Calcium 101

Calcium is the most abundant mineral in your body. It’s essential to total body health. Most Americans think they’re getting enough calcium everyday but, the truth is, most are not. Here are facts you should know.

Strong bones require calcium. Calcium helps keep bones and teeth strong. Calcium helps prevent osteoporosis, which causes thinning of bone tissue and loss of bone density, particularly in women. But did you know that calcium is used by every cell and tissue in the body? It ensures proper functioning of muscles and nerves and helps in blood clotting. Calcium helps muscles contract, including your heart muscle. Research has shown that getting enough calcium may help lower blood pressure and prevent colorectal cancer. Other research has shown that people who get enough calcium may burn fat faster than those who don’t.

How do you know whether you’re getting enough? Adults need 1,000 to 1,200 milligrams per day. As you age, your body is less able to absorb calcium efficiently, so by age 51 or menopause, get at least 1,200 milligrams per day. For better absorption of calcium, make sure that you also get enough Vitamin D, and limit your sodium intake. As sodium travels through your body, it leaches calcium from your system.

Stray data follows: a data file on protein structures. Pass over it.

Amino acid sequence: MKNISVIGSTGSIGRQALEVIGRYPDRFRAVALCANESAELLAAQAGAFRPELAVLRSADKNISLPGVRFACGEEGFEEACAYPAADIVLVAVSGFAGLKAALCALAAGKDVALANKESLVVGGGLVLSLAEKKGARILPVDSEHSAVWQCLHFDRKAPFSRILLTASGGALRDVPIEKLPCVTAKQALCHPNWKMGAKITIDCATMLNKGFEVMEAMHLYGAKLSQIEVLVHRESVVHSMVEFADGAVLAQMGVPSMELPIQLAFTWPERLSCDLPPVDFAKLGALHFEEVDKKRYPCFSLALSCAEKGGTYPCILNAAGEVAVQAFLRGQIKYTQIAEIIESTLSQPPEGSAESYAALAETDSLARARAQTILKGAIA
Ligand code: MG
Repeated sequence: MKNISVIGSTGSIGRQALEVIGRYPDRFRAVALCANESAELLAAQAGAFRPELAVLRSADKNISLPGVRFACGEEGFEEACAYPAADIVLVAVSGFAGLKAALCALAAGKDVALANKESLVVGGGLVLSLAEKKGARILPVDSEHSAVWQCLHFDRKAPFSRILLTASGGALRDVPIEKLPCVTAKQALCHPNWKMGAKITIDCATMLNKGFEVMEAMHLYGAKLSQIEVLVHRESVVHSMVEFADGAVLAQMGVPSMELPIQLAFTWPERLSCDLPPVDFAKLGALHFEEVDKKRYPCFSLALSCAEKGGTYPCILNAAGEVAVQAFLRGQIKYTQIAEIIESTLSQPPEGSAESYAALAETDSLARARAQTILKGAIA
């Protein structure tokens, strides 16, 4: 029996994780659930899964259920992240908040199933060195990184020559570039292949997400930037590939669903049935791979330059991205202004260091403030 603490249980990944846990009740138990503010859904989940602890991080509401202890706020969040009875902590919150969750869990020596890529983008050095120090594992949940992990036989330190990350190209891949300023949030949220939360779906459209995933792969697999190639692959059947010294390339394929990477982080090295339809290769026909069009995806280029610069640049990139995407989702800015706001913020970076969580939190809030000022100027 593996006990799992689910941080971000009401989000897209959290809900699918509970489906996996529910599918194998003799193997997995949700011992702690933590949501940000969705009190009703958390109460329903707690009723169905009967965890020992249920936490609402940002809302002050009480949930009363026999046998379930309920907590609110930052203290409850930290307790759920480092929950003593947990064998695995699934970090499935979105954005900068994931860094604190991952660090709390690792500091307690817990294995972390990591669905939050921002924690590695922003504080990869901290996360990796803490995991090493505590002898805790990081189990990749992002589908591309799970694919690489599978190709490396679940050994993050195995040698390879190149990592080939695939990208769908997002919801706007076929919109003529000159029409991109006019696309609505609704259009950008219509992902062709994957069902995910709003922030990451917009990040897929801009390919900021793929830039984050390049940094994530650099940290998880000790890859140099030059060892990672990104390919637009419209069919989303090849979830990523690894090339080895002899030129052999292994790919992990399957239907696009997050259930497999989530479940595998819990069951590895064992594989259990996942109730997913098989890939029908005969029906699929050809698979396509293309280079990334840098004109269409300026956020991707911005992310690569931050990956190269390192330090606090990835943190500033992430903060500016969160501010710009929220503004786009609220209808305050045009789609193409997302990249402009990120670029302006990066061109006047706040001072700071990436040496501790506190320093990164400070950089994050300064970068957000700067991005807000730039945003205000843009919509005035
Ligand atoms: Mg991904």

There are no early signs that you’re calcium deficient. By the time you notice symptoms or suffer a fracture, you’ve already lost critical bone mass. If you suspect you aren’t getting enough, track your diet over a few days. If you have a family history of osteoporosis or have dietary restrictions, check with your doctor.

How can you add more calcium to your diet? To increase your calcium intake, try adding more of these to your diet:

Dairy products: One cup of nonfat milk contains 302 milligrams; a cup of low-fat yogurt has about 415 milligrams. If you don’t normally care for dairy products, try adding nonfat powdered milk to smoothies, soups, and casseroles.

Canned sardines (with bones): Three ounces contains 324 milligrams.

Dark, leafy greens, like collard greens, kale, and spinach: One-half cup of turnip greens supplies 104 milligrams.

Fortified foods: Many foods, such as breakfast cereals, soy products, and juices, are fortified with extra calcium. For example, orange juice with added calcium supplies 165 milligrams per half cup.

Calcium supplements: Consider a calcium supplement containing either calcium citrate or calcium carbonate. Calcium carbonate is absorbed better when taken with a meal; calcium citrate can be taken without food. Antacid tablets are an inexpensive calcium supplement (at about half the cost). One regular-strength Tums contains 500 milligrams of calcium carbonate.

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